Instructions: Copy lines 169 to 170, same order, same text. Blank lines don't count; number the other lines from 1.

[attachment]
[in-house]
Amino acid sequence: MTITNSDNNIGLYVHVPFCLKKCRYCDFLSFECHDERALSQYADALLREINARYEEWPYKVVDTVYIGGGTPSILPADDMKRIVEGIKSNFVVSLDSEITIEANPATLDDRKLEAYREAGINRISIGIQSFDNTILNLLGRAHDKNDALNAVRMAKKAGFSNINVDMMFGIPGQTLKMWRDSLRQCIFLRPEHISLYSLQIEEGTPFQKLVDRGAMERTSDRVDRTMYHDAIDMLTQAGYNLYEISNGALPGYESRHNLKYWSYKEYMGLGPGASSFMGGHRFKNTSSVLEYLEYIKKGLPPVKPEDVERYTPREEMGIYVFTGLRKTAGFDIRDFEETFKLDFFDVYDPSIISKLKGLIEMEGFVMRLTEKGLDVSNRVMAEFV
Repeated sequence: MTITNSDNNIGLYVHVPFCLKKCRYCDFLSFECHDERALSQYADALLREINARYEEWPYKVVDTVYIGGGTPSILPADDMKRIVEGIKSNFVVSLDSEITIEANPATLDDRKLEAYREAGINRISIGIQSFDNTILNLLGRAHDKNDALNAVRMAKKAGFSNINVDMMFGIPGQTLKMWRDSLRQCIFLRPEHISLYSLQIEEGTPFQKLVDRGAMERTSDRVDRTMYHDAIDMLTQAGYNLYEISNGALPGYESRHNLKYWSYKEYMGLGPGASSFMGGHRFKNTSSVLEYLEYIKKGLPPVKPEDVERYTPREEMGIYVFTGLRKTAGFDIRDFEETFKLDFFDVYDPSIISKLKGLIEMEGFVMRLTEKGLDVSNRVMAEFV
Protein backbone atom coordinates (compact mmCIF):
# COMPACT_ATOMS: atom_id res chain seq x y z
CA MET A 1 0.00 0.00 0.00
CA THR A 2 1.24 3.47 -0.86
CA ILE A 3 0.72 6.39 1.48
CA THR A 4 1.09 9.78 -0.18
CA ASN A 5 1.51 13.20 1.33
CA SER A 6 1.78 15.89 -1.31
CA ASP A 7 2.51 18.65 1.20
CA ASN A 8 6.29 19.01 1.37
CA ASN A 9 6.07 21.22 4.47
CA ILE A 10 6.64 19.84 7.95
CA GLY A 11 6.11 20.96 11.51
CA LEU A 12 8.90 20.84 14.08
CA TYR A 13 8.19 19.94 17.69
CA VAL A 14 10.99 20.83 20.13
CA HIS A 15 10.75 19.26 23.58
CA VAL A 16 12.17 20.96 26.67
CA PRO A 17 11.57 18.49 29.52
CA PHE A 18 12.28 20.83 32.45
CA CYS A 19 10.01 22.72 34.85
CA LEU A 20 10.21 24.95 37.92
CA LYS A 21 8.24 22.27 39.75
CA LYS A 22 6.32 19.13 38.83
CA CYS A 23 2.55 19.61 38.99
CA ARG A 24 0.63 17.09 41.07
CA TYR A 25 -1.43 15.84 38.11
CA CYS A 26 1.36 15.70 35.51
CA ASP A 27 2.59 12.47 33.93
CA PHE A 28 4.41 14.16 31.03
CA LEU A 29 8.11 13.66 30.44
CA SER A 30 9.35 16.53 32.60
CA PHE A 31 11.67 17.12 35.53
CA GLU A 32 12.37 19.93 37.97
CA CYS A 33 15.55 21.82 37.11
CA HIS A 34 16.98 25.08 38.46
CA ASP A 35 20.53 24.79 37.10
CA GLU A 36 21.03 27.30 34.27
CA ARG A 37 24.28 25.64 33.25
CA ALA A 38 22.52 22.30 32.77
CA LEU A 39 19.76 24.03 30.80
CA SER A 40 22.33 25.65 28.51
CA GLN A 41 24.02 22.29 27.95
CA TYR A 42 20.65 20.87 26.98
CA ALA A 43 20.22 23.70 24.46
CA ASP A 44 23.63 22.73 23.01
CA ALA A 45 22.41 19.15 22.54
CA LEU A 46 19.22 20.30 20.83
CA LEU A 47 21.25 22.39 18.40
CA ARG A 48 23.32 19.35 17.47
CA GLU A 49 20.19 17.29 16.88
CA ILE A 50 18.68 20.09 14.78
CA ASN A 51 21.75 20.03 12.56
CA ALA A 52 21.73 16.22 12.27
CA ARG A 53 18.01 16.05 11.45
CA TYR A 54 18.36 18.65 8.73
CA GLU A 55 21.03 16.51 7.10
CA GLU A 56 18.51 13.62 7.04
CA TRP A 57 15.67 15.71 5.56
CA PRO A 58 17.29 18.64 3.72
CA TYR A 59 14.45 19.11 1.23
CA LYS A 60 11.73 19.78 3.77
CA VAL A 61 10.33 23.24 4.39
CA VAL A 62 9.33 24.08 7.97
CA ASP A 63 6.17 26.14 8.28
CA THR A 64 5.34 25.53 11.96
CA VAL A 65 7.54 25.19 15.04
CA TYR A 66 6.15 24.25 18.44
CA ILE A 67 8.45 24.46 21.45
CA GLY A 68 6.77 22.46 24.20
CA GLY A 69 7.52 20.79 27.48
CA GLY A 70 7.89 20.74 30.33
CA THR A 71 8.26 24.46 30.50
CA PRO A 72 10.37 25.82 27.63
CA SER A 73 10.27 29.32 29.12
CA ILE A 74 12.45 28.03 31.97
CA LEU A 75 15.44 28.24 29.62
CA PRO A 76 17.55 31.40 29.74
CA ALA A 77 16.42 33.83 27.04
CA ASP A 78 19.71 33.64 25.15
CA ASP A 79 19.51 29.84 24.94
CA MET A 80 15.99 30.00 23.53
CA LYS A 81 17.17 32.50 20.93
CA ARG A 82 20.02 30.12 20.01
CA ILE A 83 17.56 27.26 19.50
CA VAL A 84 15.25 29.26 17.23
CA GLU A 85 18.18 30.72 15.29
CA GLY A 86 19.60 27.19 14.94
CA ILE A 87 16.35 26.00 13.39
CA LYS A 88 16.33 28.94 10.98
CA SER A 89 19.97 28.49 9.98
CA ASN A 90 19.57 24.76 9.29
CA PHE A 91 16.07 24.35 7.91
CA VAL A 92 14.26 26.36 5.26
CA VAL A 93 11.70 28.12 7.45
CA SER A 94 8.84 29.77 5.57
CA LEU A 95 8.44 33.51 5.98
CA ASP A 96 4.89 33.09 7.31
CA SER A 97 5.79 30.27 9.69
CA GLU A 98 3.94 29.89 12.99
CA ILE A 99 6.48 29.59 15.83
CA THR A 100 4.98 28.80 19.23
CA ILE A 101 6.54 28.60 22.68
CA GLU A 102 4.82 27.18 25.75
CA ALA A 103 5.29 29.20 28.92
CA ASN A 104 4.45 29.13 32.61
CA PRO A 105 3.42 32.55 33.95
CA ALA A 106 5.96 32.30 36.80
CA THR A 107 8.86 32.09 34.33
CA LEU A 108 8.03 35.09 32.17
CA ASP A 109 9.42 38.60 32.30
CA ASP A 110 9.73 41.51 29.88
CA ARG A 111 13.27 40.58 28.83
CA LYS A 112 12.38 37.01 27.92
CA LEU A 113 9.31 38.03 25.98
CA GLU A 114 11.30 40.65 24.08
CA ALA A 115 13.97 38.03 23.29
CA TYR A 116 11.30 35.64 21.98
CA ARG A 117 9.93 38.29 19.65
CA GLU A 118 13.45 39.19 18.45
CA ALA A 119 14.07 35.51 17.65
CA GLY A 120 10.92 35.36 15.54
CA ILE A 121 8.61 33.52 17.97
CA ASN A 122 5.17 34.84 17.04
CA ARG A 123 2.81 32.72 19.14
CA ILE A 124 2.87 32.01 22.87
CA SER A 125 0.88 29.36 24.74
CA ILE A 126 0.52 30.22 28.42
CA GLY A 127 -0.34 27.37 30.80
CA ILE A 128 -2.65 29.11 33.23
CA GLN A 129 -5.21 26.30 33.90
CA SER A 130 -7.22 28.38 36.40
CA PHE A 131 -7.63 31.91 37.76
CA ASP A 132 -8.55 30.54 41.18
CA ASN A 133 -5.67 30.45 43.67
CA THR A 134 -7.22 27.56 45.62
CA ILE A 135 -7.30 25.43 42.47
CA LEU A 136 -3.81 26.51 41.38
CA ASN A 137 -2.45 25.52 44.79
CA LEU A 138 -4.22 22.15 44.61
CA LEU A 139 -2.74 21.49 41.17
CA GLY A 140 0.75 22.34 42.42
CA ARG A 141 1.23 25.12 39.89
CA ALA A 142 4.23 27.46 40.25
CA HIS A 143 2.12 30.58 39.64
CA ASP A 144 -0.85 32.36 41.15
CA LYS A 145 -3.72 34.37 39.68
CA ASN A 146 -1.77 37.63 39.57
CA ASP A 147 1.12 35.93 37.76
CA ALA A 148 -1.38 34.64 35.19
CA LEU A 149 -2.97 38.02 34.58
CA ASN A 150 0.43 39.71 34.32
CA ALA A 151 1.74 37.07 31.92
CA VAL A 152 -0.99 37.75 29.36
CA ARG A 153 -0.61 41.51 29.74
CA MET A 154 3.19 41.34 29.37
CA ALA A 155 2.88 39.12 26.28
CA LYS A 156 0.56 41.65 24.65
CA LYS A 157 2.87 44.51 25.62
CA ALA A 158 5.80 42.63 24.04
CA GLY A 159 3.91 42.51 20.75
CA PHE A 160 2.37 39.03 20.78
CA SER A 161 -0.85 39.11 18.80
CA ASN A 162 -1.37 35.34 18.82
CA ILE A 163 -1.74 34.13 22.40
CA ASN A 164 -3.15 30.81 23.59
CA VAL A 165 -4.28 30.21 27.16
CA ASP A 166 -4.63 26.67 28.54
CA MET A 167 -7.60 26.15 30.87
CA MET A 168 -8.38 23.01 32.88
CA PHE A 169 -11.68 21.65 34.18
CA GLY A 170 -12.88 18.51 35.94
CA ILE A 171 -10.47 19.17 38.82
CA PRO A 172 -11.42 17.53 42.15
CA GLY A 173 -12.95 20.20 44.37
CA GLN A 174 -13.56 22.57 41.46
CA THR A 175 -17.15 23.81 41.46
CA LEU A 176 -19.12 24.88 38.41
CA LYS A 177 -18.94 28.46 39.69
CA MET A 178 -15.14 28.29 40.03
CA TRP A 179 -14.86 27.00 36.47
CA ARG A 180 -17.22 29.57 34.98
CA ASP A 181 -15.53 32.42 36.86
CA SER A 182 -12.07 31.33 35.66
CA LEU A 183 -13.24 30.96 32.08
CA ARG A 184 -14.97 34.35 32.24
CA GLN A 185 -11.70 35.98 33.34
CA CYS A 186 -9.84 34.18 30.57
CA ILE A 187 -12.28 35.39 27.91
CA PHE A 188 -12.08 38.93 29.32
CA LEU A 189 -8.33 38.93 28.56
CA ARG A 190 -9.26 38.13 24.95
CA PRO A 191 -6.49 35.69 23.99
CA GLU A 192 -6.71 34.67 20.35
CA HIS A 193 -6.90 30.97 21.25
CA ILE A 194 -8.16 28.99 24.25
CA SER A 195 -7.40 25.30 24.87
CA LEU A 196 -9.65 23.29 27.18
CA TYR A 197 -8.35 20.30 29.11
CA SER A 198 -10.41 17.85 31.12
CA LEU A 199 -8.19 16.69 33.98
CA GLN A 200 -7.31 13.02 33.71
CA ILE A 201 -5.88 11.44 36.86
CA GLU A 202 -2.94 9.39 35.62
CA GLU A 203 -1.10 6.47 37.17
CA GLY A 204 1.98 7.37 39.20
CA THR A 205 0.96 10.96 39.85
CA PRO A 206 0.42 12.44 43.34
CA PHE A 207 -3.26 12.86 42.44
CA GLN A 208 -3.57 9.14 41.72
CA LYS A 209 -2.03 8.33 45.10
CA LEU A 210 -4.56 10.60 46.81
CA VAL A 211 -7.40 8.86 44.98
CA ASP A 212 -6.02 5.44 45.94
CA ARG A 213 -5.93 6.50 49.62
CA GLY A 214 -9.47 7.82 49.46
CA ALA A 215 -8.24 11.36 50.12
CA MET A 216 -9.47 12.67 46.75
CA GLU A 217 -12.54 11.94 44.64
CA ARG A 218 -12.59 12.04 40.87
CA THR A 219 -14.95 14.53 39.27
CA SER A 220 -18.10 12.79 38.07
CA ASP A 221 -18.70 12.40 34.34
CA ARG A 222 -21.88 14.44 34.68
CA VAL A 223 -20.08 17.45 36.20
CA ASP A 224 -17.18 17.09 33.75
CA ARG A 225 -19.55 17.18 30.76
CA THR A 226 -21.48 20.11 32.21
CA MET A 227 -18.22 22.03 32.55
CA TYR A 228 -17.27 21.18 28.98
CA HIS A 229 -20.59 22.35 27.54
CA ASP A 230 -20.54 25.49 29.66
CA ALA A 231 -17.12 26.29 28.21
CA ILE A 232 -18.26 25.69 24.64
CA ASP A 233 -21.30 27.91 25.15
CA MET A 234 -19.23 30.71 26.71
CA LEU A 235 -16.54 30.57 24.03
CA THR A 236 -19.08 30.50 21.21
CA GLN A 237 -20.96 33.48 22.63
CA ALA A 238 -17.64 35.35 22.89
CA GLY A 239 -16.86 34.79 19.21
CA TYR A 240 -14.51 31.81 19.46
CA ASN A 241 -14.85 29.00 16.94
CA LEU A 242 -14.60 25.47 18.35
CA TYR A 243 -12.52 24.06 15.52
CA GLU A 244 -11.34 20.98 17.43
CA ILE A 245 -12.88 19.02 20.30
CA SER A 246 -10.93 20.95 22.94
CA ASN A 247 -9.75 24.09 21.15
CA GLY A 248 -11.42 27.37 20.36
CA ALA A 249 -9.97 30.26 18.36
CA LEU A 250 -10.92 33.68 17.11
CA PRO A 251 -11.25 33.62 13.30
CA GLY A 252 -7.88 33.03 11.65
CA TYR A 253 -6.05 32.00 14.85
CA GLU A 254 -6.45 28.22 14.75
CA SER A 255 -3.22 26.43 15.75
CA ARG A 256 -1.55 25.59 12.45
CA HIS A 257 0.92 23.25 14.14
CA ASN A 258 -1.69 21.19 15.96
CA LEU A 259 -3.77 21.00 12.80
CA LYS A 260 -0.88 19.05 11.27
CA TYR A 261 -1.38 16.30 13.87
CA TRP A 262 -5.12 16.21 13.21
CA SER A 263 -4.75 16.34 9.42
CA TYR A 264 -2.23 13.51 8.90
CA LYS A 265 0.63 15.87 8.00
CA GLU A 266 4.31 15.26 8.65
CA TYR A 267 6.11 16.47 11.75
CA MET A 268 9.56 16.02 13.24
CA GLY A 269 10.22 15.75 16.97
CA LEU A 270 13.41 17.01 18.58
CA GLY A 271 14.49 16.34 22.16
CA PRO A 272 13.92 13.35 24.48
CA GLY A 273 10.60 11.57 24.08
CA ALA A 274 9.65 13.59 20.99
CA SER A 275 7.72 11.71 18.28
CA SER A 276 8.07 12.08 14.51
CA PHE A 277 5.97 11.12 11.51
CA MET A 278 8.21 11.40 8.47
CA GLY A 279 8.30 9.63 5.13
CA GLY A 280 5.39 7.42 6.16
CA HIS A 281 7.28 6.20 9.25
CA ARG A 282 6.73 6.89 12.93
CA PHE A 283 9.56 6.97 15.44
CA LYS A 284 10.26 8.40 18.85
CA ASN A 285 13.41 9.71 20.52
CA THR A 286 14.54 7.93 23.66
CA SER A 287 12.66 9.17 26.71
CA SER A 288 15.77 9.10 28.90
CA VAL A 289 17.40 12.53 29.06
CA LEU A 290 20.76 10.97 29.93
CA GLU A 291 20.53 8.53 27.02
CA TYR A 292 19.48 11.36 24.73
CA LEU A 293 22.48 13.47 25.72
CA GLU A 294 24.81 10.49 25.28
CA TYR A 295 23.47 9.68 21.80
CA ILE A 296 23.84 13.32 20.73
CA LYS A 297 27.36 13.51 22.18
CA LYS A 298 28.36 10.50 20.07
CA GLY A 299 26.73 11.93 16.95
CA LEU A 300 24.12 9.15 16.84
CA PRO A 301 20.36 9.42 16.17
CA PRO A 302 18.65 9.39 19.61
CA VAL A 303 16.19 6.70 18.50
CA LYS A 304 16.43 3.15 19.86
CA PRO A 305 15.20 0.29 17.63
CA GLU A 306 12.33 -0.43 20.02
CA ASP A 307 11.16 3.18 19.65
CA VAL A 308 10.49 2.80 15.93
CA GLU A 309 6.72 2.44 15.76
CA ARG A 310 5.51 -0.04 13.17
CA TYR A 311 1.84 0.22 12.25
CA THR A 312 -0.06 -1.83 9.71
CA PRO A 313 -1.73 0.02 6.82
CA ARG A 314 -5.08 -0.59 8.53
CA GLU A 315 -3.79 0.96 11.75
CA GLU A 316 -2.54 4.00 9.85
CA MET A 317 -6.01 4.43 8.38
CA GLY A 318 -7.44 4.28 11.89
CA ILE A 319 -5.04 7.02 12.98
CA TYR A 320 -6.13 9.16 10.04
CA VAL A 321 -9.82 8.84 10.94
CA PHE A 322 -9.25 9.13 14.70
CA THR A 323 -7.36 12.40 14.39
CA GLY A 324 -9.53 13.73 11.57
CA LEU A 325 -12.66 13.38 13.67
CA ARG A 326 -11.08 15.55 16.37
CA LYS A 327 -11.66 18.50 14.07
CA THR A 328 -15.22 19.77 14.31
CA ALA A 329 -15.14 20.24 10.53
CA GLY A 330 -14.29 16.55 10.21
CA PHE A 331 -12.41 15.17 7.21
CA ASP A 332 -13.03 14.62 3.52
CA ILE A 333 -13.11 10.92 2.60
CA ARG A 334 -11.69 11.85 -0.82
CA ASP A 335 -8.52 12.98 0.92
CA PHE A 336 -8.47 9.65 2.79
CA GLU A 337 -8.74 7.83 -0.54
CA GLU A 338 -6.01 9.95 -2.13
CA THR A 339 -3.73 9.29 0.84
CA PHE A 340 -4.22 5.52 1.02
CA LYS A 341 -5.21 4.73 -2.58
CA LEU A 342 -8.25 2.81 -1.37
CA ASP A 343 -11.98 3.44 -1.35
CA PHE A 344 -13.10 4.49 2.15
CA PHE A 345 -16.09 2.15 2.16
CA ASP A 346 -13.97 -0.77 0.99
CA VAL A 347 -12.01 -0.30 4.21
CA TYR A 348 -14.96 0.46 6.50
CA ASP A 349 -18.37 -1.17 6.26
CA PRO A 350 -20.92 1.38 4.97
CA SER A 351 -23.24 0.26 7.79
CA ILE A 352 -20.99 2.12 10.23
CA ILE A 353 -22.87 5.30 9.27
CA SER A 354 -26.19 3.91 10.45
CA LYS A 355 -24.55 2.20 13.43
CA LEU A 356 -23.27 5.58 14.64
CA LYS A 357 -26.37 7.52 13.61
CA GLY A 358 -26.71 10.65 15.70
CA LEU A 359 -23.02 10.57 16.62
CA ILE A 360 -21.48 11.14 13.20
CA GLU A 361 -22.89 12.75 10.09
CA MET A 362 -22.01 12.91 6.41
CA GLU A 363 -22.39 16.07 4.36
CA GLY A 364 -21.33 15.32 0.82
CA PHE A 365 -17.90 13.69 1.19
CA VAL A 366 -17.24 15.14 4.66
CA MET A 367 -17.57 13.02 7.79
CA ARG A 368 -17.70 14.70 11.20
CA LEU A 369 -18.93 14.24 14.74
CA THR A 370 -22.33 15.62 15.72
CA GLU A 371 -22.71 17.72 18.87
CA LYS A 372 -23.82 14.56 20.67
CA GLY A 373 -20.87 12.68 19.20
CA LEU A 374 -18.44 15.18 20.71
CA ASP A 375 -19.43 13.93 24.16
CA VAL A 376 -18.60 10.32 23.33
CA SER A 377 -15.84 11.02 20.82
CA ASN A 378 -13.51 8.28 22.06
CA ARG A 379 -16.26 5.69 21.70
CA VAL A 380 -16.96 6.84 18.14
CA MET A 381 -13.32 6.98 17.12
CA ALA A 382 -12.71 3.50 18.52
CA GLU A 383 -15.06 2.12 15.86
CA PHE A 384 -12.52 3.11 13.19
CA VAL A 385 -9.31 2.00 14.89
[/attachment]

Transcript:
CA ASN A 164 -3.15 30.81 23.59
CA VAL A 165 -4.28 30.21 27.16